The study envisaged examining the predictors on acceptance of Lipa na Mpesa mobile payment by micro entrepreneurs in Laikipia East Sub County. To do this, the researcher employed a descriptive research design. This type of research design entails making observation or collecting data of the research subject and describing the behaviour of the subject without influencing it in any way. It relied heavily on questionnaires to collect the primary data while secondary data was collected from journals, newspapers and other reliable sources containing information on the subject of the study (Elahi & Dehdashti, 2011).Considering the main purpose of the study was to determine the predictors on acceptance of Lipa na Mpesa mobile payment by micro entrepreneurs in Laikipia East Sub County, it was most appropriate that the target population to be composed of micro entrepreneurs who had signed up for Lipa na M-pesa mobile payment technology. The study therefore targeted 310 micro entrepreneurs in Laikipia East Sub-county who had been signed up for Lipa na M-pesa by Kopo Kopo Inc.
Systematic random sampling was used to select micro entrepreneurs signed by Kopo Kopo Inc. for Lipa na M-pesa mobile payment who participated in the study. They formed the main respondents. A sample size of 40% was used. According to Gay (1976), for a descriptive research, a sample size of 40% of the accessible population is considered representative.
|Total population||Sample size||Percentage (%)|
|Active Micro entrepreneurs||93||37||40|
|Inactive Micro entrepreneurs||217||87||40|
Source: Kopo Kopo Inc., 2015
10. Data Analysis
The sample comprised of 124 respondents. The returned questionnaires were 110 representing 88.7% response rate. This response rate was adequate and representative and conforms to Mugenda and Mugenda (1999) stipulation that a response rate of 50% is adequate for analysis and reporting; a rate of 60% is good and a response rate of 70% and over is excellent. The response rate was due to the fact that the sample population was well educated and knew the importance of research studies. In addition the questionnaire were presented to the respondents and collected at the agreed time and date. This gave them adequate time to adequately and fully complete them.
11. Demographic Characteristics
|Age bracket (Yrs)|
|Owner/ Not owner|
|Highest level of education|
Majority, 61 (55.5%) of the respondents were female while 49 (44.5%) were males. This shows the businesses had a good representation meeting the constitutional gender distribution threshold of 30% (constitution of Kenya, 2010). 71 (64.6.3%) of the respondents were 30 years and above, followed by 37 (33.6%) aged between 20-30 years while only 2 (1.8%) of the respondents were below 20 years. This shows that the majority of the micro entrepreneurs were in their productive years. This implies that they were able to work and manage their businesses efficiently. On business ownership, 87(79.1%) of the respondents owned the businesses while only 23(20.9%) did not. This show that majority of the businesses operated as sole proprietorship enterprises.
Level of education indicated that 76 (69.1%) of the respondents had secondary education followed by tertiary/college education 21(19.1%) next 8 (7.3%) had university degrees while only 5(4.5%) had primary education. On sector of operation,65(59.1%) were in retail sector, 29 (26.4%) service sector, 8(7.3%) in manufacturing, 5 (4.5%) in whole sale sector while 3(2.7%) had closed their businesses though they had signed up for Lipa na M-pesa till numbers.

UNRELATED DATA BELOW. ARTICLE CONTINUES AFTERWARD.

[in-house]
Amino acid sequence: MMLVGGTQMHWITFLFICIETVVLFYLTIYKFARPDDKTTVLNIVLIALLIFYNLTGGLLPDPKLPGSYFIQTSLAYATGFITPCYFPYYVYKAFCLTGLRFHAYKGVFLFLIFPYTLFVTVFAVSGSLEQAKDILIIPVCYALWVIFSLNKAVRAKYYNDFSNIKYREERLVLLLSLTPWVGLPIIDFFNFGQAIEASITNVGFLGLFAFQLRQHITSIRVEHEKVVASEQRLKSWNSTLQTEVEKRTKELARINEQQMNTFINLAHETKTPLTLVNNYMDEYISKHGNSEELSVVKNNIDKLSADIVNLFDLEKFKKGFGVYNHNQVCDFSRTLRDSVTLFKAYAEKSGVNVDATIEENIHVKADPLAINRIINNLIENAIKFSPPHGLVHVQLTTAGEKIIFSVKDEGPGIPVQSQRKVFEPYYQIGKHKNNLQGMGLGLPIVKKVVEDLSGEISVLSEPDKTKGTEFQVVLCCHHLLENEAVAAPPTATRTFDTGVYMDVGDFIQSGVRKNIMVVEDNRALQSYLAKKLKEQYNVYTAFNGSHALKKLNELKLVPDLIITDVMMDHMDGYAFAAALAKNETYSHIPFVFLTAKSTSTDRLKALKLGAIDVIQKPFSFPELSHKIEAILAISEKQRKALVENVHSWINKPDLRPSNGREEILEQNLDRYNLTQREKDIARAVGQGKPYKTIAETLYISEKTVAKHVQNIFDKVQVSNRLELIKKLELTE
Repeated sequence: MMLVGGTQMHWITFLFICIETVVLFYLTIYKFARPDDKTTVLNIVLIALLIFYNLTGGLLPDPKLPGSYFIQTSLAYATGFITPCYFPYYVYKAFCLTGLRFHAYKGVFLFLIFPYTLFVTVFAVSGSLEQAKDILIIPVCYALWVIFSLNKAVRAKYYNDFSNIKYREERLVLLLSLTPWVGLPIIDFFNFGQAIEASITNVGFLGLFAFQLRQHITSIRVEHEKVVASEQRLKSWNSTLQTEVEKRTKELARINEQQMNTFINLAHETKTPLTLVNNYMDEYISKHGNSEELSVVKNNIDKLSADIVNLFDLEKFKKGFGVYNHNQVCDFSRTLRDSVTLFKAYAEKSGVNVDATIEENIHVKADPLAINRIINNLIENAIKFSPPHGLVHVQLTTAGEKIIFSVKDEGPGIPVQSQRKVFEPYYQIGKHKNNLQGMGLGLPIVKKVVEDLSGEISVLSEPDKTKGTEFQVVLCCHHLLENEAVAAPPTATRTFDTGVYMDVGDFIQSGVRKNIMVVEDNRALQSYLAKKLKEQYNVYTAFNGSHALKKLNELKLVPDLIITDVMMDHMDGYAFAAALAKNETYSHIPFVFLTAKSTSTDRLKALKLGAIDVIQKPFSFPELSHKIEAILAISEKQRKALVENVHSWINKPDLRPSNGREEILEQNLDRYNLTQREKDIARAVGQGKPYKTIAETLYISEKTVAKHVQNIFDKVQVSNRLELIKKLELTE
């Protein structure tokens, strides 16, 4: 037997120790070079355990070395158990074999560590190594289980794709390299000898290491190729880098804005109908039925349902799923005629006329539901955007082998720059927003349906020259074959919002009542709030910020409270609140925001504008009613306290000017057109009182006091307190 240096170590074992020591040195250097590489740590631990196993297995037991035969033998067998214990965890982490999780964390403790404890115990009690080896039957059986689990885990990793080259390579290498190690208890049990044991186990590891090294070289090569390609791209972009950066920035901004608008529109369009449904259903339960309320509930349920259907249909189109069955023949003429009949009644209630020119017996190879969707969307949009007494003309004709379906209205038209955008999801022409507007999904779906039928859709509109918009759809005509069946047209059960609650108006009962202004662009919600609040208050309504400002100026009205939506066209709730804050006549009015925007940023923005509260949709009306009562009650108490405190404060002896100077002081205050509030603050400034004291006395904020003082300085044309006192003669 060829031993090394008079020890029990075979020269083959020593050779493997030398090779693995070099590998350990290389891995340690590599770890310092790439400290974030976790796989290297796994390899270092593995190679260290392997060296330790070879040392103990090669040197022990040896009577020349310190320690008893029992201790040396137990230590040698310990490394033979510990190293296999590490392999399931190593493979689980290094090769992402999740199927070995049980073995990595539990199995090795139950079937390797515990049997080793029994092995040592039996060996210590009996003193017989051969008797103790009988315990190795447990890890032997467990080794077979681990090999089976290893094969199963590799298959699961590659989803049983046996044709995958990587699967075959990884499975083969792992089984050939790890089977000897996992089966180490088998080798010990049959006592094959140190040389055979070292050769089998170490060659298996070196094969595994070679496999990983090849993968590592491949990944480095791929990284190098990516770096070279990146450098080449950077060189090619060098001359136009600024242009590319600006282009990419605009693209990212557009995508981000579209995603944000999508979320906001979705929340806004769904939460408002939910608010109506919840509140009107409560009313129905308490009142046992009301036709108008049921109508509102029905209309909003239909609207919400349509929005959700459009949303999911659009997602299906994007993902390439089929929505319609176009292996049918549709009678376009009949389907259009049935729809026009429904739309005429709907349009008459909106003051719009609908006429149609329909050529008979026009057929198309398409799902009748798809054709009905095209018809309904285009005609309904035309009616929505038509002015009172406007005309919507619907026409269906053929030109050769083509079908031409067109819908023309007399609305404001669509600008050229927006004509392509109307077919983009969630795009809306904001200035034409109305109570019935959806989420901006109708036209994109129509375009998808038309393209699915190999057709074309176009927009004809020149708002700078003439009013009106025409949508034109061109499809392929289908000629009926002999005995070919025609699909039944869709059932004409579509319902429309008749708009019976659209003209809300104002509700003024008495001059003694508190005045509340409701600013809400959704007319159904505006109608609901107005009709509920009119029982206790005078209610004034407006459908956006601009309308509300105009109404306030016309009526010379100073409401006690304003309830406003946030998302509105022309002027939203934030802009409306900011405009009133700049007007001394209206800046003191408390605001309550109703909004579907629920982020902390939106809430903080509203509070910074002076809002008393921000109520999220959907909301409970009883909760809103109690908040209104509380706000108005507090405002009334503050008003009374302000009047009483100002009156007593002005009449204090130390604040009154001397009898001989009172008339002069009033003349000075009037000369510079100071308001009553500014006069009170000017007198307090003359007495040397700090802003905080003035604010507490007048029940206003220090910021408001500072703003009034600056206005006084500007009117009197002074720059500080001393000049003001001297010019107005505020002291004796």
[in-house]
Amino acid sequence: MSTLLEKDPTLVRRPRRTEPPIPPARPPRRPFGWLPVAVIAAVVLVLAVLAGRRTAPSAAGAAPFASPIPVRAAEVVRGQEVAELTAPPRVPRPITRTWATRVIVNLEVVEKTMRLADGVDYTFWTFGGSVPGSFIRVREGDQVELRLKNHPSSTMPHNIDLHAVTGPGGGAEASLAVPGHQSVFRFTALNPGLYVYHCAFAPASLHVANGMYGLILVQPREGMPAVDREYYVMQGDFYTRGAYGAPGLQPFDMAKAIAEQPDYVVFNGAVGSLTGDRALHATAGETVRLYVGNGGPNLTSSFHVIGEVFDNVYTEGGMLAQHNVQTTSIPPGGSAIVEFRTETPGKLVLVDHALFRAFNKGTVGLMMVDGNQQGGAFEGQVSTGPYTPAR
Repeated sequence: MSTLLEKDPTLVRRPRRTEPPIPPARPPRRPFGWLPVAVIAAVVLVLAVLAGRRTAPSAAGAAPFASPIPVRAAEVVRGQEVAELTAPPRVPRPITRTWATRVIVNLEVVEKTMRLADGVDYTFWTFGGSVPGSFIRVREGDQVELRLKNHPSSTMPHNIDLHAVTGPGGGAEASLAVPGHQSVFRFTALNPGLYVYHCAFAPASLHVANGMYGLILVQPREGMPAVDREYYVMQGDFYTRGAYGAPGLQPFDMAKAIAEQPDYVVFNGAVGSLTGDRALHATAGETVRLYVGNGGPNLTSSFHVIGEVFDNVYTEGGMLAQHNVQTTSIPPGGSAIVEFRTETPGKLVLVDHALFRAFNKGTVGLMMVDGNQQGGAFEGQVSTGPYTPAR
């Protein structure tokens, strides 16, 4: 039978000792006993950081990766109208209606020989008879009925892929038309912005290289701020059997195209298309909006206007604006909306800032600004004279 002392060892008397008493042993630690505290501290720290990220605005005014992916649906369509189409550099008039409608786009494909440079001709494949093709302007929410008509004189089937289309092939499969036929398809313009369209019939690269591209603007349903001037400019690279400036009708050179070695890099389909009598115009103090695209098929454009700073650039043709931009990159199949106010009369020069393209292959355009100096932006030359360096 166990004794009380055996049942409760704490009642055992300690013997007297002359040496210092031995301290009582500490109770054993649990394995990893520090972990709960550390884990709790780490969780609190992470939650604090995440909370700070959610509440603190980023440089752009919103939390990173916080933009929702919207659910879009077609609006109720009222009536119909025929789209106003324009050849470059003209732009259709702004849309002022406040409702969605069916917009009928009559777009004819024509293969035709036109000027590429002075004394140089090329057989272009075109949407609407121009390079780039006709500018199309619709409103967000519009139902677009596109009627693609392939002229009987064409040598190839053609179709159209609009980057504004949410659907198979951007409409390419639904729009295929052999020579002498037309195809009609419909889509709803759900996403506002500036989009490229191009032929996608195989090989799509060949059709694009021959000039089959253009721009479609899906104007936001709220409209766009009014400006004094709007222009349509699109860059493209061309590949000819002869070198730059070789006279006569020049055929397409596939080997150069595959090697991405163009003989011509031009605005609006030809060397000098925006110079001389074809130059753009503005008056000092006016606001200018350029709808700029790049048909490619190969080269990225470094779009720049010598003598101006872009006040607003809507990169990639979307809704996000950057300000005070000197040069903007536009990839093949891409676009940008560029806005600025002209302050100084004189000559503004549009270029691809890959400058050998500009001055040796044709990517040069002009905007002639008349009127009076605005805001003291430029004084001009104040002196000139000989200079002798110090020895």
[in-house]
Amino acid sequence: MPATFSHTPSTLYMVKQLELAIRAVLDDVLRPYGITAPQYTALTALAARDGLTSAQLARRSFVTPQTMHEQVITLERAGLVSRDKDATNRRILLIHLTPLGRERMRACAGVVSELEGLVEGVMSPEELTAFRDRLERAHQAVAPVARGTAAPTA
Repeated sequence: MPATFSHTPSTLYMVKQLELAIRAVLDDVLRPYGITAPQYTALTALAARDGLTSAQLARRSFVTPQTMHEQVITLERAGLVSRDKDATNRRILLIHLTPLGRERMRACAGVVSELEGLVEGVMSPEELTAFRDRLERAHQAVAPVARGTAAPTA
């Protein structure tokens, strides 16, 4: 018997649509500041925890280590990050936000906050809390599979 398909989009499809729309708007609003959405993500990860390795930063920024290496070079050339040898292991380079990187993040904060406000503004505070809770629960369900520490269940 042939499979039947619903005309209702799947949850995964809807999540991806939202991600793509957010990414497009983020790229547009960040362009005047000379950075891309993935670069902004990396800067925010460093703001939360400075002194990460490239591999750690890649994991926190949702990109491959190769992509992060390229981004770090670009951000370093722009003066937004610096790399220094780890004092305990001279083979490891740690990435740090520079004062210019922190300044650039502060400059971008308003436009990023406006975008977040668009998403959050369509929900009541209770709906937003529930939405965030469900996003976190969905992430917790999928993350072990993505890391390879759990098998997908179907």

12. Regression Analysis
|Model||R||R Square||Adjusted R Square||Std. Error of the Estimate|
|a. Predictors: (Constant), Attitude towards usage, Perceived usefulness, Ease of use|
The study established a high degree of variation R2=0.850 (85.0%), that Ease of use, perceived usefulness, attitude towards usage had on Intention to accept Lipa na M-pesa mobile payments. This indicated that intention to use mobile payments could be predicted by the constructs of Ease of use, perceived usefulness and attitude towards usage. The findings confirm that in order to predict how well a given mobile payment technology would be adopted by targeted users, users’ perception on ease of use, usefulness and attitude towards the technology would be good predictors. The study agreed with Bhatti (2007) study which established that perceived usefulness, perceived ease of use, subjective norms, behavioural control and personal innovativeness contribute significantly (F = 15.21; p < .001) and predict 68% of variations in user’s intention.
|Model||Sum of Squares||df||Mean Square||F||Sig.|
|a. Dependent Variable: Intention to accept Lipa na Mpesa payments|
|b. Predictors: (Constant), Attitude towards usage, Perceived usefulness, Ease of use|
Table 4 on analysis of variance has a significant F=200.772 indicating that using the model is better than guessing the mean. The significant value 0.000 is less than α = 0.05 which means there is no significant difference between the means of the constructs. This implies that a slight change in one variable highly affects the acceptance of Lipa na M-pesa mobile payments. These analyses further confirm that the model is a good fit for the study.
|Model||Unstandardized Coefficients||Standardized Coefficients||t||Sig.|
|Ease of use||.403||.078||.445||5.184||.000|
|Attitude towards usage||.170||.130||.104||1.306||.194|
|a. Dependent Variable: Intention to accept Lipa na Mpesa payments|
The absolute standardized coefficient for Ease of use Beta=0.445 and perceived usefulness Beta=0.425 indicates a significantly influence on entrepreneurs’ intention to accept Lipa na Mpesa mobile payments. This implies that the respondents perceive Lipa na Mpesa easy to use, they also perceive Lipa na Mpesa to be useful in running their business. This was in agreement with Mbogo (2010) findings which indicated that Perceived ease of accessibility (Ease of use) had an impact on the intention to use the mobile payment services. The findings however disagree with the findings of Nykvist and Stalfors (2011) which established a low significant level relationship between Subjective Norm and perceived ease of use on behaviour intention to use mobile payment services.